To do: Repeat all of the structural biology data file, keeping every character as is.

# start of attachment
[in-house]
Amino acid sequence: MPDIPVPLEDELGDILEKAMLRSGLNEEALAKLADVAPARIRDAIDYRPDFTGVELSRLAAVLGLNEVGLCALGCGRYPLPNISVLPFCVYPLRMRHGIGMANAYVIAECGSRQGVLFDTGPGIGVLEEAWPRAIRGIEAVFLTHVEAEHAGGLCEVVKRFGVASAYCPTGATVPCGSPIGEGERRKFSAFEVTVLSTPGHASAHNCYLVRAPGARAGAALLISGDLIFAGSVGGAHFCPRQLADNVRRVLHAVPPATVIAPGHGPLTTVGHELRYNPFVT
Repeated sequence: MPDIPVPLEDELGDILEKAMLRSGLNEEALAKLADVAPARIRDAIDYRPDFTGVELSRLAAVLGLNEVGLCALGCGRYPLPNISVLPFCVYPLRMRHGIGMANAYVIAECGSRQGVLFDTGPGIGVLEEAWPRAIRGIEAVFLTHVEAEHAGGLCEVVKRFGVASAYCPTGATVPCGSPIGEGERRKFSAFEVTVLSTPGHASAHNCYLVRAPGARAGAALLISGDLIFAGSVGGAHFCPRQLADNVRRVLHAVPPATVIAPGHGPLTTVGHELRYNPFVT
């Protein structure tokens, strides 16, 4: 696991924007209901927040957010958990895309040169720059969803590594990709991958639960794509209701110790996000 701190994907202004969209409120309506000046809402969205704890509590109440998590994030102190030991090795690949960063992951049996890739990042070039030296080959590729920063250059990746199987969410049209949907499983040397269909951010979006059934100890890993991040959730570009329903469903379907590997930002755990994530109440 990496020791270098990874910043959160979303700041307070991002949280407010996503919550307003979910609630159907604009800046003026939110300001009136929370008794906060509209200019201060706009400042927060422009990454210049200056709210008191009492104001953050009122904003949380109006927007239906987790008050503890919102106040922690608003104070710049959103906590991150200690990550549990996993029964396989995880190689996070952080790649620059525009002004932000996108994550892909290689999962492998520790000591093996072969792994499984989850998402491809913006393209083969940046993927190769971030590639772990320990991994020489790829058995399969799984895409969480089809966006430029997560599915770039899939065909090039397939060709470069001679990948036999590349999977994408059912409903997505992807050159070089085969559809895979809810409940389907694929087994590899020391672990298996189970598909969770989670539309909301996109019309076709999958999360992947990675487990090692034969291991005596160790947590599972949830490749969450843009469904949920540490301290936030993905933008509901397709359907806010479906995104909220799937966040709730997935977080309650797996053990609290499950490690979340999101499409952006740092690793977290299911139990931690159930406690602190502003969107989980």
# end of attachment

[in-house]
Amino acid sequence: MPDIPVPLEDELGDILEKAMLRSGLNEEALAKLADVAPARIRDAIDYRPDFTGVELSRLAAVLGLNEVGLCALGCGRYPLPNISVLPFCVYPLRMRHGIGMANAYVIAECGSRQGVLFDTGPGIGVLEEAWPRAIRGIEAVFLTHVEAEHAGGLCEVVKRFGVASAYCPTGATVPCGSPIGEGERRKFSAFEVTVLSTPGHASAHNCYLVRAPGARAGAALLISGDLIFAGSVGGAHFCPRQLADNVRRVLHAVPPATVIAPGHGPLTTVGHELRYNPFVT
Repeated sequence: MPDIPVPLEDELGDILEKAMLRSGLNEEALAKLADVAPARIRDAIDYRPDFTGVELSRLAAVLGLNEVGLCALGCGRYPLPNISVLPFCVYPLRMRHGIGMANAYVIAECGSRQGVLFDTGPGIGVLEEAWPRAIRGIEAVFLTHVEAEHAGGLCEVVKRFGVASAYCPTGATVPCGSPIGEGERRKFSAFEVTVLSTPGHASAHNCYLVRAPGARAGAALLISGDLIFAGSVGGAHFCPRQLADNVRRVLHAVPPATVIAPGHGPLTTVGHELRYNPFVT
């Protein structure tokens, strides 16, 4: 696991924007209901927040957010958990895309040169720059969803590594990709991958639960794509209701110790996000 701190994907202004969209409120309506000046809402969205704890509590109440998590994030102190030991090795690949960063992951049996890739990042070039030296080959590729920063250059990746199987969410049209949907499983040397269909951010979006059934100890890993991040959730570009329903469903379907590997930002755990994530109440 990496020791270098990874910043959160979303700041307070991002949280407010996503919550307003979910609630159907604009800046003026939110300001009136929370008794906060509209200019201060706009400042927060422009990454210049200056709210008191009492104001953050009122904003949380109006927007239906987790008050503890919102106040922690608003104070710049959103906590991150200690990550549990996993029964396989995880190689996070952080790649620059525009002004932000996108994550892909290689999962492998520790000591093996072969792994499984989850998402491809913006393209083969940046993927190769971030590639772990320990991994020489790829058995399969799984895409969480089809966006430029997560599915770039899939065909090039397939060709470069001679990948036999590349999977994408059912409903997505992807050159070089085969559809895979809810409940389907694929087994590899020391672990298996189970598909969770989670539309909301996109019309076709999958999360992947990675487990090692034969291991005596160790947590599972949830490749969450843009469904949920540490301290936030993905933008509901397709359907806010479906995104909220799937966040709730997935977080309650797996053990609290499950490690979340999101499409952006740092690793977290299911139990931690159930406690602190502003969107989980």